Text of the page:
Coastal dunes and wetlands provide many benefits — protection against storm surge and flooding, critical habitat for wildlife, and recreation opportunities for outdoor enthusiasts — yet they have been greatly degraded over the last century. Habitat restoration is often a costly endeavor that can lead coastal communities to question whether the investment is "worth it." Two NCCOS-supported studies looked at public valuation of two types of restoration in the Pacific Northwest to determine what the public thinks is worth doing.
The most recent of the two studies asked respondents to choose between different types of potential dune restoration projects that varied in project size, restoration quality (how close to the dune’s natural state), recreation access, flood risk, and cost. Researchers found that the largest economic gains would come from projects that favored restoring dunes closer to their natural state rather than projects that only focused on protecting large areas. The public also preferred projects that allowed access to recreation but were willing to pay for projects that restricted access, as long as those projects focused on returning dunes to their natural state. In short, the public preferred restoration quality over quantity.
The previous study from the same project also looked at the return on investment of protecting coastal wetlands that serve as nursery for young salmon. Researchers combined survey data with a statistical model to estimate the economic value of increasing the spawning population of Oregon Coast Coho salmon (Oncorhynchus kisutch).
This approach allowed conservation managers to estimate the economic benefits of any restoration action for Oregon Coast Coho habitat. Testing this method for a small Oregon estuary, the team found that management efforts that led to an immediate increase in salmon numbers generated over $63 million in economic value to the Pacific Northwest, a much greater benefit then when the same salmon numbers were reached through gradual population increases.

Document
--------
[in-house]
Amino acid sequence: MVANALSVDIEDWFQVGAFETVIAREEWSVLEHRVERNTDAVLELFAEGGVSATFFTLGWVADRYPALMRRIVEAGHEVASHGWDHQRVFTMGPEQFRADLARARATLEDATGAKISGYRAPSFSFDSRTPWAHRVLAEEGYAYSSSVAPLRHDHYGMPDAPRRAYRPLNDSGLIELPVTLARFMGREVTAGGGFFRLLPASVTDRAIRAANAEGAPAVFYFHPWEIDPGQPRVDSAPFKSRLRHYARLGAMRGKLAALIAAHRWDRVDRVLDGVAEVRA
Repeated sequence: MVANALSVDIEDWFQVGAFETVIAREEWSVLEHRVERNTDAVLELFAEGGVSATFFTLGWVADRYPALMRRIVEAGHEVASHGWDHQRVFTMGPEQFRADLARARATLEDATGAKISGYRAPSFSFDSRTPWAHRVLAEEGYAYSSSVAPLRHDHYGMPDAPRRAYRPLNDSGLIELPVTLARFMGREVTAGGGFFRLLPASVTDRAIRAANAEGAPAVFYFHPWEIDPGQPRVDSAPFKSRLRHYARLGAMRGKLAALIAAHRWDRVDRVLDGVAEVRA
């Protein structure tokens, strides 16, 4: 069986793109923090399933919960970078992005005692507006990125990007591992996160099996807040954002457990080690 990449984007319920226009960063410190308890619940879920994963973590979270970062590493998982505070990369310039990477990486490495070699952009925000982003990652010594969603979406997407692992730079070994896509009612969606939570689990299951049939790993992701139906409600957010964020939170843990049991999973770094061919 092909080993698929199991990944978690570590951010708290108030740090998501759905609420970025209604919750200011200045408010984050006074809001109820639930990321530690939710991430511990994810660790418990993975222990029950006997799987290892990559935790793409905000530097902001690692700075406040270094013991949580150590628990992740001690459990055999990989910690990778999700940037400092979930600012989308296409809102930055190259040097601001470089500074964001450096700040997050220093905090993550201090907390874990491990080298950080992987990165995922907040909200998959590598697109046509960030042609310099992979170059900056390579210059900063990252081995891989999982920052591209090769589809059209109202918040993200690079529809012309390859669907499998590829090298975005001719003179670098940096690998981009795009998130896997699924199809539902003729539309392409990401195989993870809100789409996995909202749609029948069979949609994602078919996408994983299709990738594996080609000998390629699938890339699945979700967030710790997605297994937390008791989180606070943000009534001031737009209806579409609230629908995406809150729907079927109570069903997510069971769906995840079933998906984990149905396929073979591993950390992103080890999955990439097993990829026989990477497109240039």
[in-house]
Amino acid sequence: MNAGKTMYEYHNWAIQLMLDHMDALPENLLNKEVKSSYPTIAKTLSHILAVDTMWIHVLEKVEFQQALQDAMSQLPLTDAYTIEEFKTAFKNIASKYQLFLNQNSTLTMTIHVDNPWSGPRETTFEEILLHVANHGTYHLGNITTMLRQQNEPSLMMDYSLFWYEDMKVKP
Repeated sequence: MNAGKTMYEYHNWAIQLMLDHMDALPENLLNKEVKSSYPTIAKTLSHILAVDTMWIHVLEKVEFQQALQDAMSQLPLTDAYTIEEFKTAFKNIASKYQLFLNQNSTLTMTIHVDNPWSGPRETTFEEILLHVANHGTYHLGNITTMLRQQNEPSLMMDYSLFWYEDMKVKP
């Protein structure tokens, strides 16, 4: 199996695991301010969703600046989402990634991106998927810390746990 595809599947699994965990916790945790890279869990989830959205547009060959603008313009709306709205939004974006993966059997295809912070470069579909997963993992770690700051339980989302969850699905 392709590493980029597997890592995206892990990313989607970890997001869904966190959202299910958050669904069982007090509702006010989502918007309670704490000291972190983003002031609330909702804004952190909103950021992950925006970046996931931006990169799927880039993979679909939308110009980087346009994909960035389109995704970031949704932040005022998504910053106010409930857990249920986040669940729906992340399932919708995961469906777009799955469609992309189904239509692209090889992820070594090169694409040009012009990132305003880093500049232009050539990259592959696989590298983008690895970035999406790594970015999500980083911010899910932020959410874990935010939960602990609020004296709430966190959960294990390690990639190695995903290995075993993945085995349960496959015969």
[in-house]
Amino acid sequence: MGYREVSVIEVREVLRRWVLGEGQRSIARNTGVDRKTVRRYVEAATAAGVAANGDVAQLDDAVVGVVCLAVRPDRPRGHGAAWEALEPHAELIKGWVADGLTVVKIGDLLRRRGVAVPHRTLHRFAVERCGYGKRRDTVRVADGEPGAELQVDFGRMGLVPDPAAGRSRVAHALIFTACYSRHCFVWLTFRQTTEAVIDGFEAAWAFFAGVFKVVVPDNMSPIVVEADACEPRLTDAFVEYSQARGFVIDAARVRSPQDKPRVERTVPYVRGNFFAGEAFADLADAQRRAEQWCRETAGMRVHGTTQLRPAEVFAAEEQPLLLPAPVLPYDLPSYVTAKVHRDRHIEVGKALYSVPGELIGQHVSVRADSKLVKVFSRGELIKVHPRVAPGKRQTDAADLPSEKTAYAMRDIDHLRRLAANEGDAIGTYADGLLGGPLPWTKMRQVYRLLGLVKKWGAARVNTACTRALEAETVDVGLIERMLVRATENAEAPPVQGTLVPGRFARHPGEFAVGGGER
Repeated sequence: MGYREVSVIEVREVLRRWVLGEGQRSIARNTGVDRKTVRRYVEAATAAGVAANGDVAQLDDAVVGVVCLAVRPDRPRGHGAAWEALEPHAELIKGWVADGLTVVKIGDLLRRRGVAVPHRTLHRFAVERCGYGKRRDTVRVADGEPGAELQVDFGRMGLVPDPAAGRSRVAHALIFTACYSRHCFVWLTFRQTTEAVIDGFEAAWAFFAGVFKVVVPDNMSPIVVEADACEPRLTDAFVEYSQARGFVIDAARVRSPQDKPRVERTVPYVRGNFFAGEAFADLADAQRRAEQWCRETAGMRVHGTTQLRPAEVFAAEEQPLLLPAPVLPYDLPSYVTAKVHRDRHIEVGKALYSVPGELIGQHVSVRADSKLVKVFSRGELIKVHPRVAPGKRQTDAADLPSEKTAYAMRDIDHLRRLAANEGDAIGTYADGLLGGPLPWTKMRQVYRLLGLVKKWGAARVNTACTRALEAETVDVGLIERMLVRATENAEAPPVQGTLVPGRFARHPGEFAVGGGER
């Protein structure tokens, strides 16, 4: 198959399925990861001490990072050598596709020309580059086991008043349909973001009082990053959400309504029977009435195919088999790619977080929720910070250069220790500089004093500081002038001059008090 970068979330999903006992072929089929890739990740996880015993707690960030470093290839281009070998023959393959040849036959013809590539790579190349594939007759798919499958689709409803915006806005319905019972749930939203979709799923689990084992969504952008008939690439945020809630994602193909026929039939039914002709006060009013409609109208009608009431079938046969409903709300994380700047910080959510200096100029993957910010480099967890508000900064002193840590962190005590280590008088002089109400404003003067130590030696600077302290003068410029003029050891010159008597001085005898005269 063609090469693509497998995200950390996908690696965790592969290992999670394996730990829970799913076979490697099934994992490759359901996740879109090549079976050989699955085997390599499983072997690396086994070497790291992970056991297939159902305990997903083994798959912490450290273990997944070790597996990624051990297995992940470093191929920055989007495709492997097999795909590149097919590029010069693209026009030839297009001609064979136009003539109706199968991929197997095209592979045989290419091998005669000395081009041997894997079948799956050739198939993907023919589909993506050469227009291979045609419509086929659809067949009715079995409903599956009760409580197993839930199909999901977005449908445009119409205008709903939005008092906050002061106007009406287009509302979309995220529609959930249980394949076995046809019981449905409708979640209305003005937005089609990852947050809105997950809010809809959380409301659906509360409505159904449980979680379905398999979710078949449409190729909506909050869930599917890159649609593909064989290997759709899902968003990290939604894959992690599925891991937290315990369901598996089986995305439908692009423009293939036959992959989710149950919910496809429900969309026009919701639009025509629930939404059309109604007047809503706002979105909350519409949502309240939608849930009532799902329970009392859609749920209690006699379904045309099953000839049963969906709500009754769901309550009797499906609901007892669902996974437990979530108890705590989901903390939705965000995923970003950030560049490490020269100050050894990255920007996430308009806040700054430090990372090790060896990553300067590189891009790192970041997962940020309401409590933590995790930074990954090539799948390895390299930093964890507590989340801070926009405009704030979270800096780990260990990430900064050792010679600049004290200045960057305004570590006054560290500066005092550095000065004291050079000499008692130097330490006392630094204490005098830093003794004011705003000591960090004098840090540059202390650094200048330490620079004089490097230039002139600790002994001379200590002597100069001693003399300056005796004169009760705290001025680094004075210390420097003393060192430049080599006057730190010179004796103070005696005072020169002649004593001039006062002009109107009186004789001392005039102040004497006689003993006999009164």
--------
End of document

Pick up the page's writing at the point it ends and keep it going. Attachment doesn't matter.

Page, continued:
These studies were supported by the NCCOS-funded project A Multidisciplinary, Integrative Approach to Valuing Ecosystem Services from Natural Infrastructure led by Oregon State University. Project partners include the U.S. Fish and Wildlife Service, the U.S. Army Corps of Engineers, the Oregon Department of Fish and Wildlife, the Oregon Department of Geology and Mineral Industries, the Oregon Parks and Recreation Department, NOAA's Northwest Fisheries Science Center, NOAA's Alaska Fisheries Science Center, and Oregon Sea Grant.
Tu Nguyen, David M. Kling, Steven J. Dundas, Sally D. Hacker, Daniel K. Lew, Peter Ruggiero, and Katherine Roy. 2023. Quality over Quantity: Nonmarket Values of Restoring Coastal Dunes in the U.S. Pacific Northwest. Land Economics, 99(1):63.